Remark: The discretization we use here is the forward-Euler (explicit) method, which yields the gradient descent algorithm. Another common discretization is the backward-Euler (implicit) method, which yields the proximal gradient algorithm; see for example Section 4.1 of this monograph by Parikh and Boyd.

Matching convergence rates: Smooth case

In continuous time, gradient flow is a descent method, so $f(X_t)$ always decreases and converges. When $f$ is convex (and differentiable), it turns out we can prove an explicit convergence rate.

Theorem: Whenever $f$ is convex, gradient flow has convergence rate

Proof: Consider the “energy functional”

Under the gradient flow dynamics $\dot X_t = -\nabla f(X_t)$, the rate of change of $\E_t$ is

where the inequality follows from the convexity of $f$ and Cauchy-Schwarz inequality, and the fact that gradient flow is a descent method. Thus, the energy $\E_t$ is increasing at least linearly, which implies the claim from the definition of $\E_t$. $\qquad\qquad\qquad\qquad\qquad\qquad\qquad\qquad\qquad\qquad\qquad\quad\square$

The proof above matches the discrete-time proof below, and it will generalize to rescaled gradient flow later. There are many other proofs, including the following, which will generalize to natural gradient flow.

Alternate proof: Show that the following alternate energy functional

is a decreasing function of time (i.e., $\dot{\tilde \E}_t \le 0$, so $\tilde \E_t$ is a Lyapunov function). $\qquad\qquad\qquad\qquad\square$

In discrete time, we can prove a matching convergence rate for gradient descent under an additional smoothness assumption.

Theorem: If $f$ is convex and $(1/\epsilon)$-smooth, then gradient descent has convergence rate

Proof: As in the continuous-time proof, the key idea is to show that the “energy functional”

where $\Delta_k := f(x_k) - f(x^\ast)$ is the function value residual, is increasing at least linearly, that is:

However, to prove this we need to show a finer guarantee on the decrease of the residual:

and this is where we need the assumption that $f$ is $(1/\epsilon)$-smooth. $\qquad\qquad\qquad\qquad\qquad\quad\square$

Note: Recall from above that the step size $\epsilon$ and time step $\delta$ are related via $\epsilon = \delta$, and continuous time $t$ and discrete time $k$ are related via $t = \delta k$, so $t = \epsilon k$. Thus, the $O(1/\epsilon k)$ convergence rate in discrete time really matches the $O(1/t)$ convergence rate in continuous time, albeit with an additional smoothness assumption in discrete time.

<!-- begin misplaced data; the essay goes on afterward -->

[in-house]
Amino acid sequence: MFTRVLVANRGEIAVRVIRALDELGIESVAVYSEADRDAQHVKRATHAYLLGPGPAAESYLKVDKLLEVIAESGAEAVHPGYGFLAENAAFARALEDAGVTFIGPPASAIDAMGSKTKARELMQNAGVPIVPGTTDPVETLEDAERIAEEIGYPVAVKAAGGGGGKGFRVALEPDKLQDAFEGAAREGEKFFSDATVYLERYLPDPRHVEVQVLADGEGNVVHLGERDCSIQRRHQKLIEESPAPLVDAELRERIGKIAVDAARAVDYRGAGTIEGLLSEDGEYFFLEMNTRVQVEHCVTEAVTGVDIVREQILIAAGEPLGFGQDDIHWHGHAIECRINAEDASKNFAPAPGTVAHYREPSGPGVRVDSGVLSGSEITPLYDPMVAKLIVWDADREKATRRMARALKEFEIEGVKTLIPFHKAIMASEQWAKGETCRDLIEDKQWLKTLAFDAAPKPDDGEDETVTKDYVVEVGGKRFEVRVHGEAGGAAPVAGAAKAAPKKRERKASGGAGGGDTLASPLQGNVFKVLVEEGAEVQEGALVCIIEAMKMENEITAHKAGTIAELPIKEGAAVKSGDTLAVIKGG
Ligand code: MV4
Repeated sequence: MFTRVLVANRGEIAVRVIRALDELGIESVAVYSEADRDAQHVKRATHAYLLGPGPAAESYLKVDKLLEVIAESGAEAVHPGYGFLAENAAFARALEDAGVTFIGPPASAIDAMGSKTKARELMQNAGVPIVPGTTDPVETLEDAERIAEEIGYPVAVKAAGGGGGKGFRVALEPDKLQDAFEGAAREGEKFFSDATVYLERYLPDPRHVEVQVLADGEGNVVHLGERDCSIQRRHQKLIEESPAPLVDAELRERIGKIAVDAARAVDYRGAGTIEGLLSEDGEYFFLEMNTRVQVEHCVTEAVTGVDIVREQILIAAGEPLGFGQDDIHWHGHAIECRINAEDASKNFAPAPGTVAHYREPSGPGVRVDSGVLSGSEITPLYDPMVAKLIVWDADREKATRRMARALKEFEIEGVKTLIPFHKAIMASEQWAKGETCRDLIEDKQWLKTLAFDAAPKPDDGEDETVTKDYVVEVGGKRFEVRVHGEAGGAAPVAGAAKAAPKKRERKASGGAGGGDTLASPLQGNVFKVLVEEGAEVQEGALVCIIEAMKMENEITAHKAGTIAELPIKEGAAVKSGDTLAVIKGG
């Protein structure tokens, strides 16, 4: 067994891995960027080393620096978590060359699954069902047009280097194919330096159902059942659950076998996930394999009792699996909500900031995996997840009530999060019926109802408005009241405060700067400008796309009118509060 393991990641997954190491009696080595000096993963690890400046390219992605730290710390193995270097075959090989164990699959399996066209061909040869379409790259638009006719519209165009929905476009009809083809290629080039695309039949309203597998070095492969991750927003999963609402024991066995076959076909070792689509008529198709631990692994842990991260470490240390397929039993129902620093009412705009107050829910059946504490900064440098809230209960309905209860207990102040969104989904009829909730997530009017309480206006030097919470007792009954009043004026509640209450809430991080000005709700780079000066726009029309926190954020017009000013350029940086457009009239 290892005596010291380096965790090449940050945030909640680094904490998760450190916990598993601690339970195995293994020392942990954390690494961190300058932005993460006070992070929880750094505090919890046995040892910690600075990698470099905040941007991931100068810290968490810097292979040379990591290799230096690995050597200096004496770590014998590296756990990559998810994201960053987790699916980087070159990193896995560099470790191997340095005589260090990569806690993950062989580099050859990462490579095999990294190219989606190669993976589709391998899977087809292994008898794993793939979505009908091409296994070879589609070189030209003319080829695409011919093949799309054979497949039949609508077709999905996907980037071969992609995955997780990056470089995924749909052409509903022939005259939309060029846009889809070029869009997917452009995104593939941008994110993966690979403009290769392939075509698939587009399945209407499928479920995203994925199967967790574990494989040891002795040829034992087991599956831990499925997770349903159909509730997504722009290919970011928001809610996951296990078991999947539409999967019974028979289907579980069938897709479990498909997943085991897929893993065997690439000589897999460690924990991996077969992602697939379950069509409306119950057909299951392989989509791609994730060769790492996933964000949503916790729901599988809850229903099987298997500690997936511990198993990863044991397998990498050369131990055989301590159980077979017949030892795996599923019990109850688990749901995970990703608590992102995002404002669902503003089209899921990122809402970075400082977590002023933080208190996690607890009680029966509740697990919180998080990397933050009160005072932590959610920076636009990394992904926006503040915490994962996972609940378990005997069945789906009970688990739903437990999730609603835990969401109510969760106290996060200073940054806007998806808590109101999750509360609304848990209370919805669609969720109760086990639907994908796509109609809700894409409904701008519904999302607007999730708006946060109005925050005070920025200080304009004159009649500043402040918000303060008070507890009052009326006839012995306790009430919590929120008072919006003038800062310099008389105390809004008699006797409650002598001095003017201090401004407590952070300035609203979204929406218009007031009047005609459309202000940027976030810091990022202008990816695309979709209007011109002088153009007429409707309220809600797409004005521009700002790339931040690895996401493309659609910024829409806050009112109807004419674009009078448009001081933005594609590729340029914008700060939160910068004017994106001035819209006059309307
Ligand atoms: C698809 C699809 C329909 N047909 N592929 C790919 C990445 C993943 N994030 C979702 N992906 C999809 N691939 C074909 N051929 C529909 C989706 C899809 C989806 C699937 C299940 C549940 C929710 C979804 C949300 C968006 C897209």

Note also that the $(1/\epsilon)$-smoothness assumption vanishes in the $\epsilon \to 0$ limit (since $1/\epsilon \to \infty$ so the upper bound becomes vacuous), so in continuous time we indeed recover a matching convergence rate under no assumption other than convexity.

Matching linear convergence rates: Strongly convex case

We now consider the case when $f$ is strongly convex, which means it is lower bounded by a quadratic:

for some $\sigma > 0$ (and without loss of generality we can set $\sigma = 1$). An equivalent characterization of strong convexity that will be convenient for us is the following (see (2.1.19) of Nesterov ‘04):

In particular, when $y=x^\ast$ we have $\nabla f(x^\ast) = 0$, so we get an upper bound on the function residual in terms of the squared norm of the gradient:

This implies the following linear convergence rate for gradient flow under strong convexity.

Theorem: If $f$ is $\sigma$-strongly convex, then gradient flow has convergence rate

Proof: Computing the time derivative of the residual $f(X_t) - f(x^\ast)$ and using the bound above, we get

which implies the desired linear convergence rate after dividing and integrating both sides. $\qquad\quad\square$

In discrete time, we can also prove a linear rate for gradient descent under smoothness and strong convexity.

Theorem: If $f$ is $(1/\epsilon)$-smooth and $\sigma$-strongly convex, then gradient descent has convergence rate

where $\kappa = \epsilon \sigma$ is the (inverse) condition number, which we assume is small.

Proof: We first use the $(1/\epsilon)$-smoothness of $f$ to show that

The left-hand side is bounded above by $f(x_k) - f(x_{k+1}) = \Delta_k - \Delta_{k+1}$ by the convexity of $f$. The right-hand side is bounded below by $\epsilon \sigma (f(x_{k+1}) - f(x^*)) = \kappa \Delta_{k+1}$ by the strong convexity of $f$. Thus,

which means the residual is decreasing multiplicatively at each iteration:

The desired linear convergence rate then follows by unrolling the recursion above. $\qquad\qquad\qquad\;\square$

So in the strongly convex case we still have matching linear convergence rates in continuous and discrete time. However, note that the rate in continuous time is the strong convexity constant $\sigma$, whereas the rate in discrete time is the condition number $\kappa = \epsilon \sigma$, which also requires the smoothness assumption. But nevertheless, we have seen the nice matching parallel structure of optimization in continuous and discrete time, as embodied by gradient flow and gradient descent.

The origin: Part 2